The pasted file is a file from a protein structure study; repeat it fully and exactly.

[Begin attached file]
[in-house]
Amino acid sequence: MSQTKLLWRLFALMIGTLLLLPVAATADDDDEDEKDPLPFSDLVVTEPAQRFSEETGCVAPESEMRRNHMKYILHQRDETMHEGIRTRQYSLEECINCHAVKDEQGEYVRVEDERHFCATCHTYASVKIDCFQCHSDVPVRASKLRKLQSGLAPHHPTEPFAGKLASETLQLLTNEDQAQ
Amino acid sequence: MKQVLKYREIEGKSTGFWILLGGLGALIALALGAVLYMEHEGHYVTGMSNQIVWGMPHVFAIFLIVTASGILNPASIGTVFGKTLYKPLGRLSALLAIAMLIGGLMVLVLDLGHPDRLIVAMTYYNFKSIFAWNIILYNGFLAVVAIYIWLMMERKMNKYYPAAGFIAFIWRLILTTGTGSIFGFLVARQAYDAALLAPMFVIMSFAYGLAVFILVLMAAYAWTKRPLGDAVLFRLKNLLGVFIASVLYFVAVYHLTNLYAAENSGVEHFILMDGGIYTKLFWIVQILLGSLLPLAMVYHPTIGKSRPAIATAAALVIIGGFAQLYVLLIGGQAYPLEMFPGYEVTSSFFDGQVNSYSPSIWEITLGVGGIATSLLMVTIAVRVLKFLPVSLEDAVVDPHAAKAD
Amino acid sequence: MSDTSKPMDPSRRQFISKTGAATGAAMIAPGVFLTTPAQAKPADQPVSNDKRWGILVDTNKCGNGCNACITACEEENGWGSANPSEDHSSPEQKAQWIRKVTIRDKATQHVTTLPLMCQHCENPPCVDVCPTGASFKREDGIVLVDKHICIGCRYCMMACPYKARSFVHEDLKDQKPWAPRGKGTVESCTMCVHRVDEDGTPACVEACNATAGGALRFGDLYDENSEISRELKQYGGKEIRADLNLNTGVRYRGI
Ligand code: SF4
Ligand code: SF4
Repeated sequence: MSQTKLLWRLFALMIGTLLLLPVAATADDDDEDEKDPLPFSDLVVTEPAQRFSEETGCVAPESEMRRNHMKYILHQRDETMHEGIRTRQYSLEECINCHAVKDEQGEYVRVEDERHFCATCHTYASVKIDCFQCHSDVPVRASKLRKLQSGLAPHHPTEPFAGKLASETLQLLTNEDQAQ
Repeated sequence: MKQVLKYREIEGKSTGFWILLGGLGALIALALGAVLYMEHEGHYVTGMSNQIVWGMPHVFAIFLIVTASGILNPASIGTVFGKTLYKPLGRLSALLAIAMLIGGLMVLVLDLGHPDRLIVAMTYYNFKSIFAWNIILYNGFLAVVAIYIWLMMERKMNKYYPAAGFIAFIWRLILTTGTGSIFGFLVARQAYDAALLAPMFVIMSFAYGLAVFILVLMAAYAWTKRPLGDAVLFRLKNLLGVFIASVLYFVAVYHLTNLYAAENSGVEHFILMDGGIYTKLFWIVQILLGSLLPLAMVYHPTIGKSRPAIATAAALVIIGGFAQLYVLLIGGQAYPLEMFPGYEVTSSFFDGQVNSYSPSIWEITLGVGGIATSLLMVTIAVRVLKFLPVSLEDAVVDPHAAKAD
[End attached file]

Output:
[in-house]
Amino acid sequence: MSQTKLLWRLFALMIGTLLLLPVAATADDDDEDEKDPLPFSDLVVTEPAQRFSEETGCVAPESEMRRNHMKYILHQRDETMHEGIRTRQYSLEECINCHAVKDEQGEYVRVEDERHFCATCHTYASVKIDCFQCHSDVPVRASKLRKLQSGLAPHHPTEPFAGKLASETLQLLTNEDQAQ
Amino acid sequence: MKQVLKYREIEGKSTGFWILLGGLGALIALALGAVLYMEHEGHYVTGMSNQIVWGMPHVFAIFLIVTASGILNPASIGTVFGKTLYKPLGRLSALLAIAMLIGGLMVLVLDLGHPDRLIVAMTYYNFKSIFAWNIILYNGFLAVVAIYIWLMMERKMNKYYPAAGFIAFIWRLILTTGTGSIFGFLVARQAYDAALLAPMFVIMSFAYGLAVFILVLMAAYAWTKRPLGDAVLFRLKNLLGVFIASVLYFVAVYHLTNLYAAENSGVEHFILMDGGIYTKLFWIVQILLGSLLPLAMVYHPTIGKSRPAIATAAALVIIGGFAQLYVLLIGGQAYPLEMFPGYEVTSSFFDGQVNSYSPSIWEITLGVGGIATSLLMVTIAVRVLKFLPVSLEDAVVDPHAAKAD
Amino acid sequence: MSDTSKPMDPSRRQFISKTGAATGAAMIAPGVFLTTPAQAKPADQPVSNDKRWGILVDTNKCGNGCNACITACEEENGWGSANPSEDHSSPEQKAQWIRKVTIRDKATQHVTTLPLMCQHCENPPCVDVCPTGASFKREDGIVLVDKHICIGCRYCMMACPYKARSFVHEDLKDQKPWAPRGKGTVESCTMCVHRVDEDGTPACVEACNATAGGALRFGDLYDENSEISRELKQYGGKEIRADLNLNTGVRYRGI
Ligand code: SF4
Ligand code: SF4
Repeated sequence: MSQTKLLWRLFALMIGTLLLLPVAATADDDDEDEKDPLPFSDLVVTEPAQRFSEETGCVAPESEMRRNHMKYILHQRDETMHEGIRTRQYSLEECINCHAVKDEQGEYVRVEDERHFCATCHTYASVKIDCFQCHSDVPVRASKLRKLQSGLAPHHPTEPFAGKLASETLQLLTNEDQAQ
Repeated sequence: MKQVLKYREIEGKSTGFWILLGGLGALIALALGAVLYMEHEGHYVTGMSNQIVWGMPHVFAIFLIVTASGILNPASIGTVFGKTLYKPLGRLSALLAIAMLIGGLMVLVLDLGHPDRLIVAMTYYNFKSIFAWNIILYNGFLAVVAIYIWLMMERKMNKYYPAAGFIAFIWRLILTTGTGSIFGFLVARQAYDAALLAPMFVIMSFAYGLAVFILVLMAAYAWTKRPLGDAVLFRLKNLLGVFIASVLYFVAVYHLTNLYAAENSGVEHFILMDGGIYTKLFWIVQILLGSLLPLAMVYHPTIGKSRPAIATAAALVIIGGFAQLYVLLIGGQAYPLEMFPGYEVTSSFFDGQVNSYSPSIWEITLGVGGIATSLLMVTIAVRVLKFLPVSLEDAVVDPHAAKAD